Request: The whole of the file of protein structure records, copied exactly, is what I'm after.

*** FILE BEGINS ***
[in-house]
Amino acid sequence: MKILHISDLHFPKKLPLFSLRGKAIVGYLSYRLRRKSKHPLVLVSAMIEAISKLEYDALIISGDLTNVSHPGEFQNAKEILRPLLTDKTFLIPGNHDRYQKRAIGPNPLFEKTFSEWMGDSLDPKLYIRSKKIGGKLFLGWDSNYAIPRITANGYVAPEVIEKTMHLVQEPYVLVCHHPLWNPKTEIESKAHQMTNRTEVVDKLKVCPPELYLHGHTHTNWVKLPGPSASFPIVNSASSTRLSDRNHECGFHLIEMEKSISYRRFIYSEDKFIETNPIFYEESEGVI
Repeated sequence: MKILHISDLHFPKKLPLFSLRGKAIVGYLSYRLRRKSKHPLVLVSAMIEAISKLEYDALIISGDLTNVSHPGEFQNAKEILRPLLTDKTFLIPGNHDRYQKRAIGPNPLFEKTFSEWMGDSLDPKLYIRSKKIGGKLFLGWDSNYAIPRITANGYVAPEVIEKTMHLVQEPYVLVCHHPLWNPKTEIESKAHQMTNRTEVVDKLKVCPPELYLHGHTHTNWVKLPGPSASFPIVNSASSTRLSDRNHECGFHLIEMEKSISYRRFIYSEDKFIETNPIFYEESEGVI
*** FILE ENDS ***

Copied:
[in-house]
Amino acid sequence: MKILHISDLHFPKKLPLFSLRGKAIVGYLSYRLRRKSKHPLVLVSAMIEAISKLEYDALIISGDLTNVSHPGEFQNAKEILRPLLTDKTFLIPGNHDRYQKRAIGPNPLFEKTFSEWMGDSLDPKLYIRSKKIGGKLFLGWDSNYAIPRITANGYVAPEVIEKTMHLVQEPYVLVCHHPLWNPKTEIESKAHQMTNRTEVVDKLKVCPPELYLHGHTHTNWVKLPGPSASFPIVNSASSTRLSDRNHECGFHLIEMEKSISYRRFIYSEDKFIETNPIFYEESEGVI
Repeated sequence: MKILHISDLHFPKKLPLFSLRGKAIVGYLSYRLRRKSKHPLVLVSAMIEAISKLEYDALIISGDLTNVSHPGEFQNAKEILRPLLTDKTFLIPGNHDRYQKRAIGPNPLFEKTFSEWMGDSLDPKLYIRSKKIGGKLFLGWDSNYAIPRITANGYVAPEVIEKTMHLVQEPYVLVCHHPLWNPKTEIESKAHQMTNRTEVVDKLKVCPPELYLHGHTHTNWVKLPGPSASFPIVNSASSTRLSDRNHECGFHLIEMEKSISYRRFIYSEDKFIETNPIFYEESEGVI